“We can provide the right wear options, actuation mechanisms and control accessories that will ensure optimal plant uptime.”

Weir Minerals’ Isogate® range of slurry valves is proven to be reliable and versatile, according to Weir, operating under wide pressure and temperature ranges. “For longer life, valve sleeves come in a variety of materials including genuine Linatex® premium abrasion-resistant natural rubber. To reduce downtime and overall cost of ownership, all wear parts are easily replaced in the field,” the company said.

The range includes mechanical pinch valves, with open or closed body, and pneumatic pinch valves with one-piece sleeve or two-piece liner. Isogate knife gate valves are known for their heavy-duty performance, even in coarse slurries, with pressure ratings from 10 to 51 bar, Weir said. These are uniquely designed with both ease of maintenance and low overall cost of ownership in mind and are engineered to handle the harshest and most abrasive process flow conditions, according to the company.

Weir Minerals’ check valves are single, non-return units that benefit from 20 years of in-field experience in the most arduous slurry applications, Weir said. Within this range, Autoball® valves, which are actuated with differential pressures, enable quick changeover between duty and standby pumps.

“An exciting addition to our offering is the Delta Industrial™ range of knife gate valves, which set the standard for high performance in slurries,” Govender said. “These valves guarantee zero leakage, due to their unique transverse seal and shear gate design.”

The design protects the primary elastomer seal from the slurry flow to avoid wear, while a precision-machined metal seat provides a secondary seal. “The transverse seal features an upper and lower scraper, with an elastomer that is energised by a pliable compound – even while the valve is in service.”

Designed for the most demanding processes, Delta Industrial valves have been in use for over two decades in mill circuits, tailings transport, mineral separation and leaching applications for slurries up to 120 bar working pressure.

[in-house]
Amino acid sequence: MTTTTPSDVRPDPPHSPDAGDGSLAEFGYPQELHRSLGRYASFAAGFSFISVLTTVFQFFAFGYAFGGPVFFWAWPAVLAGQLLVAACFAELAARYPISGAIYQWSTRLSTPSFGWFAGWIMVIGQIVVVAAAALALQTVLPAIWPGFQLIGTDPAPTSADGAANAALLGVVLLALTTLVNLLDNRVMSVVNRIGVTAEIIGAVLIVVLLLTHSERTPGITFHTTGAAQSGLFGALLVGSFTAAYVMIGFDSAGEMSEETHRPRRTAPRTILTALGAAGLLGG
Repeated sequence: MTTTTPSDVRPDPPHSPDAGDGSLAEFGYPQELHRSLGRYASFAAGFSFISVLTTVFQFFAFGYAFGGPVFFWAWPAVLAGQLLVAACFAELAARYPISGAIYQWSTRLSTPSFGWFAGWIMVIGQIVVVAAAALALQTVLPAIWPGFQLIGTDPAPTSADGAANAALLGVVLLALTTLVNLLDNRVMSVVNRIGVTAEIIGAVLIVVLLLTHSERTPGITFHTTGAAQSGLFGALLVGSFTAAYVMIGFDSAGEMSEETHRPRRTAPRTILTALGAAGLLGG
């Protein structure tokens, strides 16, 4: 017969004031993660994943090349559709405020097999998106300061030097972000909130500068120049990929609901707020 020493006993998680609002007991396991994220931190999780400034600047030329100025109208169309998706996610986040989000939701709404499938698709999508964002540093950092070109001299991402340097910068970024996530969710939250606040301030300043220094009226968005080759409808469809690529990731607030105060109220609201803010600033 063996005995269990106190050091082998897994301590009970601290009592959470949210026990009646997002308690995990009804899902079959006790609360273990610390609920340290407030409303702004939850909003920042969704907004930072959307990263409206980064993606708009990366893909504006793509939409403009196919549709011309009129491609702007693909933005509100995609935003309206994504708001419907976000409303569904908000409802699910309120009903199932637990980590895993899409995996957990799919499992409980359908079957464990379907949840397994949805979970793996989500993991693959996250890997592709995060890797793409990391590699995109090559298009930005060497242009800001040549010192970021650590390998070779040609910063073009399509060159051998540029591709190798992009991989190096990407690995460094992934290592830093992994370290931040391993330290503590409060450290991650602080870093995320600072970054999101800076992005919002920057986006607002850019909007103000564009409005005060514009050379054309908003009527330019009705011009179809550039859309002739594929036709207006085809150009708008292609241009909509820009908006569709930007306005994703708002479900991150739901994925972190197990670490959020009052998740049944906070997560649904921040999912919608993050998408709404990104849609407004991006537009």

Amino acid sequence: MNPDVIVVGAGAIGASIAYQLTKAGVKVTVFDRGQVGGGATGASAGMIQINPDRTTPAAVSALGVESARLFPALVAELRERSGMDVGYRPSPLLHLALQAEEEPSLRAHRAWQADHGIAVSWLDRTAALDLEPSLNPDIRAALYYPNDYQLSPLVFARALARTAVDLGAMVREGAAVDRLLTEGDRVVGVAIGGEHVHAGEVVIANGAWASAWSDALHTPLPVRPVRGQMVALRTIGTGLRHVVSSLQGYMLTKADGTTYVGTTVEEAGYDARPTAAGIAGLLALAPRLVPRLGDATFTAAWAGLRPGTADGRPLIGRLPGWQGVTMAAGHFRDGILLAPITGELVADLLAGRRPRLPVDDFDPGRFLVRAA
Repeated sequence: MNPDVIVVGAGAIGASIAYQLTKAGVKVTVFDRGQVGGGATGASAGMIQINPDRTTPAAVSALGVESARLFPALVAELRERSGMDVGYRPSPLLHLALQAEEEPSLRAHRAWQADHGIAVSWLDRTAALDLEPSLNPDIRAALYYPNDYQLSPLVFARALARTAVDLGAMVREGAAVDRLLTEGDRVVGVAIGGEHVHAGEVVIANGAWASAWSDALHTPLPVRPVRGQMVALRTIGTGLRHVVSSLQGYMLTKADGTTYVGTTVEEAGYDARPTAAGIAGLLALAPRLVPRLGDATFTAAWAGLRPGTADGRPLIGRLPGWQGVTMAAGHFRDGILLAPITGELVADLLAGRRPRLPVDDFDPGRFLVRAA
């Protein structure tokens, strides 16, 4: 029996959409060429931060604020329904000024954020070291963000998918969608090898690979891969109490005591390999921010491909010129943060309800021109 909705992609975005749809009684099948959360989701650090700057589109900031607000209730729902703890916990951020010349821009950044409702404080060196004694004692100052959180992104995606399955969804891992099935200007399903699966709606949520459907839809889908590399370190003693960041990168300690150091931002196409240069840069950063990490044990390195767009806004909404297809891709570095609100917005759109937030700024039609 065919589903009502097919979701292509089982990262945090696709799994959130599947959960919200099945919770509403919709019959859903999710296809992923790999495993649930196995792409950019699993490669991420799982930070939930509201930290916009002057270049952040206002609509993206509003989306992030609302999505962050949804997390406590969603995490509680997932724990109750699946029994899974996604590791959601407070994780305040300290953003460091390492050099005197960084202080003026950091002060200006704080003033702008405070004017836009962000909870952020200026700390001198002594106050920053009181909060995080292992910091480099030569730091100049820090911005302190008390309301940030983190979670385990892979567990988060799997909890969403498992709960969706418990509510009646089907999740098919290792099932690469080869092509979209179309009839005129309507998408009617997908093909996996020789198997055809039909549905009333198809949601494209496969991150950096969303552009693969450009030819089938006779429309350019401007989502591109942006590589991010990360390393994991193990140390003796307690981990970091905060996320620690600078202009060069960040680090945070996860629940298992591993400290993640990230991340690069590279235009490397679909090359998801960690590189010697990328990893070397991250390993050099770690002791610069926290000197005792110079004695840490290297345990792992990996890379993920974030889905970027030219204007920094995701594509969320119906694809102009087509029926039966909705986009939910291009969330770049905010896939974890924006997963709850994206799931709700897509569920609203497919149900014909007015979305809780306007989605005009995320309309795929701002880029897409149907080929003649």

“We bring a full basket of valve solutions to customers,” Govender said. “Other valves in our liquid service range include butterfly, diaphragm, globe and trunnion-mounted ball valves.”

ERP system ups inventor accuracy at Weir Minerals Africa’s Kitwe facility

Weir Minerals Africa’s newly upgraded Kitwe facility in Zambia, its hub for central and east Africa, is benefiting from the use of an enterprise resource planning (ERP) system that has seen inventory accuracy rates rise, according to the company’s Luhann Holtzhausen.

The branch officially opened in early 2018 and boasts a state-of-the-art logistics and supply chain management systems to match those at Weir Minerals Africa’s main distribution hub in Alrode, near Johannesburg, it said.

Luhann Holtzhausen, Weir Minerals Africa Supply Chain Director, said: “Our Kitwe branch now has a 100% location-controlled warehouse that runs off our ERP system with Wi-Fi-enabled scanners in place. This has resulted in the achievement of inventory accuracy rates in the high 90s.

Holtzhausen continued: “The technology and technical capacity in this facility enables us to pick and bin items in real time. This will match any other system that customers may have seen globally and is also a benchmark within Zambia.”

The new warehouse is all under one roof, with high visibility through natural and artificial lighting, where every product is clearly labelled with bin location and barcodes for easy tracking, Weir said. Shelving of up to three metres high keeps all items neatly stacked, easy to identify and quick to retrieve.